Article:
Announcers, starters, marshals (those people who hold up the QUIET paddles) and folks in myriad other roles; no golf tournament happens without them. RBC Heritage volunteers are a hearty and loyal bunch, as many of them stay with the tournament for years and even decades once they’ve had their first taste. Henry Pratt started as a marshal, announced at the tenth tee for about 15 years, then moved to the first tee eight years ago. He’s the guy who starts the whole round for all four days of the tournament plus two pro-ams. You might think somebody who spends so much time on the course would see a lot of golf. Not so. “People ask about crazy things I’ve seen and stories I’ve got, but I don’t have any!” Pratt said. “I’m right there on the first tee, and that’s where I sit for the whole tournament.” Pratt’s wife, son, and grandson have all volunteered in various roles over the years as well. “We’ve had all three generations of our family involved with the Heritage,” he said.

One great thing about RBC Heritage is that it’s not just for golf fans. Everybody has a blast. Just look at all the parties going on in Harbour Town around the marina, and you’re sure to spot more than a few folks who wouldn’t know an eagle from a pelican having a great time. On the other hand, avid golfers we have aplenty, and who among them wouldn’t love to actually play in the Heritage? Local realtor Kevin King has…four times.

A few years ago, a player had to drop out of the tournament and King filled in as a marker for the final round. But in 1989 and 1990 he was in the field as an amateur, and played as a professional in 2007 after qualifying for the Champions Tour. “I actually made the cut in ’89,” said King, who spoke of the thrill at seeing his name on the leaderboard with such luminaries as Payne Stewart and Greg Norman. “I’ve still got that picture,” he said. “It’s always been a highlight of the year, so playing in it was just an awesome feeling.”

Like so many of us, Patrick Baldwin started out as a regular visitor to Hilton Head Island and eventually stayed. He’s a golf lover who gets his fix of the RBC Heritage caddying for the pro-am tournaments. The biggest upside for him? Full access to the tournament. “I was on the range one day and saw Graeme McDowell, so I went up, introduced myself and told him that my mother was born in Belfast. We must have chatted for about 25 minutes. Just the nicest guy,” he said.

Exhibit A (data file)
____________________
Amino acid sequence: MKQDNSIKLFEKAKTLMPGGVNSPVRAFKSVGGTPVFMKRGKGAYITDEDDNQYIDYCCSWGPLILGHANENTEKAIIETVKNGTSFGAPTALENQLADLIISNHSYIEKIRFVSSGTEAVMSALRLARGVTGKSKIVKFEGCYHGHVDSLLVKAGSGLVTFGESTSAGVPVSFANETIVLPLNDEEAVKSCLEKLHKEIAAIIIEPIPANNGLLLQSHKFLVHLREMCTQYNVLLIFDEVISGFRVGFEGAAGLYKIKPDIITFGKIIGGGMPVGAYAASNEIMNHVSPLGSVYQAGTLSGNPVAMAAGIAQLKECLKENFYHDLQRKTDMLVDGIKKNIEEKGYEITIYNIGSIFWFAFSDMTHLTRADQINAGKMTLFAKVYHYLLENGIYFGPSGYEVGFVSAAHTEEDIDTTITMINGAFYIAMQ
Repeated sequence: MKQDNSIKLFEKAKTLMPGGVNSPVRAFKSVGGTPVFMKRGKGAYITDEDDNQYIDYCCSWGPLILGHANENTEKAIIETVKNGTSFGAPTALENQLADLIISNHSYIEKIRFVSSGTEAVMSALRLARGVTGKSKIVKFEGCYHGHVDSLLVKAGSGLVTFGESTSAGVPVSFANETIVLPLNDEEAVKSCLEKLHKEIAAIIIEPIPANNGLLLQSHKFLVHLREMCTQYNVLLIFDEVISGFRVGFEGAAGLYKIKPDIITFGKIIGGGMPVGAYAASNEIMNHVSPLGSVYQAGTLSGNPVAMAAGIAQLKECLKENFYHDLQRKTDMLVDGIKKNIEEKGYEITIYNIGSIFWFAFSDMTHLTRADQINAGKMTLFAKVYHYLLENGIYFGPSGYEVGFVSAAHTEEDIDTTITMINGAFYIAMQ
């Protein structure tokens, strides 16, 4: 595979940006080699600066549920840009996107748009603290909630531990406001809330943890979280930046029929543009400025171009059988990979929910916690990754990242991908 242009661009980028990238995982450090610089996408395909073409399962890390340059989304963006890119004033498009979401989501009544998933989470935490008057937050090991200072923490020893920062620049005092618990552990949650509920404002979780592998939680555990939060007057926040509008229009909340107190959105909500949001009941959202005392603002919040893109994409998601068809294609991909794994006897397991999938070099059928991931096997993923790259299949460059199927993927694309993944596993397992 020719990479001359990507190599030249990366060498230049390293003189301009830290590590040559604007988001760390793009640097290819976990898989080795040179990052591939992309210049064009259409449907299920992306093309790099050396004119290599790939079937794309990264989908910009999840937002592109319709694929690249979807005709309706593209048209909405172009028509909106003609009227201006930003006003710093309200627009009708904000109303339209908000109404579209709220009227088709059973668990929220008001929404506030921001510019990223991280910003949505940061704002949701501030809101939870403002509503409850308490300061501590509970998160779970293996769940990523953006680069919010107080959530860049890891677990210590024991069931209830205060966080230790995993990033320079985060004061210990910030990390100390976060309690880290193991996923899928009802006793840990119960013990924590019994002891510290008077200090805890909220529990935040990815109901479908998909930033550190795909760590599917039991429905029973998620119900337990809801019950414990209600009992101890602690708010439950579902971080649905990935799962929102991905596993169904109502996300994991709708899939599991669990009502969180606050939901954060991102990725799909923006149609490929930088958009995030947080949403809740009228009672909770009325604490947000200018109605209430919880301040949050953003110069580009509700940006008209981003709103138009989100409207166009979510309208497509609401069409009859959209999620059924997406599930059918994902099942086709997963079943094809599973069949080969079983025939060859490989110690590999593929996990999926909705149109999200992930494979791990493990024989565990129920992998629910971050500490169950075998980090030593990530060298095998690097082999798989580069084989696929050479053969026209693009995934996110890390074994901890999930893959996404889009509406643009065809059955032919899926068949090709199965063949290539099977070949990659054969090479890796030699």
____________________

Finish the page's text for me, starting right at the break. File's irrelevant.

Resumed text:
While RBC Heritage is a big boost to the local business economy, the Heritage Classic Foundation also annually makes sizable donations to local charities from tournament proceeds. The Deep Well Project, Programs for Exceptional People, Coastal Discovery Museum, and Hospice Care of the Lowcountry are among the many beneficiaries. “Of course we appreciate every contribution, but to be part of such an important community institution is very special,” said Hospice Care’s marketing director Darlene Schuetz. “It’s an honor that the Foundation recognizes what we do.”

Erica Sullivan of Macon, Georgia will make her first visit to RBC Heritage this year, and she’s going first class all the way. As the winner of the Plaid Nation Celebration contest, the Heritage Classic Foundation will treat Sullivan and a guest (her father) to a VIP experience including a ride in the MetLife blimp. Although not much of a golfer herself, Sullivan often enjoys watching golf with her dad who is a big fan. “I actually entered the contest for his sake more than my own,” Sullivan said. “He loves golf and I watch with him on TV. It’s something for us to do together.”

Last year, Sullivan watched RBC Heritage in a new context having visited Sea Pines and Harbour Town for the first time the previous summer. “It was the first time I watched it with a feel for Hilton Head itself, with a fresh perspective. The course is beautiful, the players seem to be really relaxed, and it just seems to be such an enjoyable time for them as well as the people watching,” she said. “We just fell in love with the place. The nature there is so beautiful and the people are so kind. It’s just a wonderful, wonderful place.”

Yes, Miss Erica. We think so too.